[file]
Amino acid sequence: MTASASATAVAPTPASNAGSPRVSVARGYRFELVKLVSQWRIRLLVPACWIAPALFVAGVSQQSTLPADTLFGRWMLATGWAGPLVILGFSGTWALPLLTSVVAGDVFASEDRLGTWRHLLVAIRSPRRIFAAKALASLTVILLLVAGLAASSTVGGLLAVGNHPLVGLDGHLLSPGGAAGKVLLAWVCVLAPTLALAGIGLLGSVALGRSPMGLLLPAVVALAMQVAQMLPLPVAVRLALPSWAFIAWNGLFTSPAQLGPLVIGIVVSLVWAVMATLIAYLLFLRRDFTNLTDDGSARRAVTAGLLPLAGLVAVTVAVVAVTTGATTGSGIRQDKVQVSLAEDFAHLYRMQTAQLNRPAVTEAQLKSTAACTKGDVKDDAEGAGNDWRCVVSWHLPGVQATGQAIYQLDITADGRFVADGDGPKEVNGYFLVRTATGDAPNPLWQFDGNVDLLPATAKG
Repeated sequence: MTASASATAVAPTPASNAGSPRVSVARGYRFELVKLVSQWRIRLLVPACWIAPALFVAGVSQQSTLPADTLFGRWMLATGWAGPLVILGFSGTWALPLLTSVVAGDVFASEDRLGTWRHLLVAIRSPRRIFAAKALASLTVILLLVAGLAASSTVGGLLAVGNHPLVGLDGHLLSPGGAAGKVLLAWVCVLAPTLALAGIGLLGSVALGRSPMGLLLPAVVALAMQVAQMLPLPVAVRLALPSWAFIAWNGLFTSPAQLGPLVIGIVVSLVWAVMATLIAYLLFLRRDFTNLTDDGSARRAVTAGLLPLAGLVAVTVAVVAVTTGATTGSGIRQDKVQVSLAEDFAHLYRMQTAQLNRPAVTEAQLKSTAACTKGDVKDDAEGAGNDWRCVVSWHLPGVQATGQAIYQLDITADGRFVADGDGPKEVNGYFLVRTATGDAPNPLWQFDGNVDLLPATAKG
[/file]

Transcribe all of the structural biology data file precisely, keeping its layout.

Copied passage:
Amino acid sequence: MTASASATAVAPTPASNAGSPRVSVARGYRFELVKLVSQWRIRLLVPACWIAPALFVAGVSQQSTLPADTLFGRWMLATGWAGPLVILGFSGTWALPLLTSVVAGDVFASEDRLGTWRHLLVAIRSPRRIFAAKALASLTVILLLVAGLAASSTVGGLLAVGNHPLVGLDGHLLSPGGAAGKVLLAWVCVLAPTLALAGIGLLGSVALGRSPMGLLLPAVVALAMQVAQMLPLPVAVRLALPSWAFIAWNGLFTSPAQLGPLVIGIVVSLVWAVMATLIAYLLFLRRDFTNLTDDGSARRAVTAGLLPLAGLVAVTVAVVAVTTGATTGSGIRQDKVQVSLAEDFAHLYRMQTAQLNRPAVTEAQLKSTAACTKGDVKDDAEGAGNDWRCVVSWHLPGVQATGQAIYQLDITADGRFVADGDGPKEVNGYFLVRTATGDAPNPLWQFDGNVDLLPATAKG
Repeated sequence: MTASASATAVAPTPASNAGSPRVSVARGYRFELVKLVSQWRIRLLVPACWIAPALFVAGVSQQSTLPADTLFGRWMLATGWAGPLVILGFSGTWALPLLTSVVAGDVFASEDRLGTWRHLLVAIRSPRRIFAAKALASLTVILLLVAGLAASSTVGGLLAVGNHPLVGLDGHLLSPGGAAGKVLLAWVCVLAPTLALAGIGLLGSVALGRSPMGLLLPAVVALAMQVAQMLPLPVAVRLALPSWAFIAWNGLFTSPAQLGPLVIGIVVSLVWAVMATLIAYLLFLRRDFTNLTDDGSARRAVTAGLLPLAGLVAVTVAVVAVTTGATTGSGIRQDKVQVSLAEDFAHLYRMQTAQLNRPAVTEAQLKSTAACTKGDVKDDAEGAGNDWRCVVSWHLPGVQATGQAIYQLDITADGRFVADGDGPKEVNGYFLVRTATGDAPNPLWQFDGNVDLLPATAKG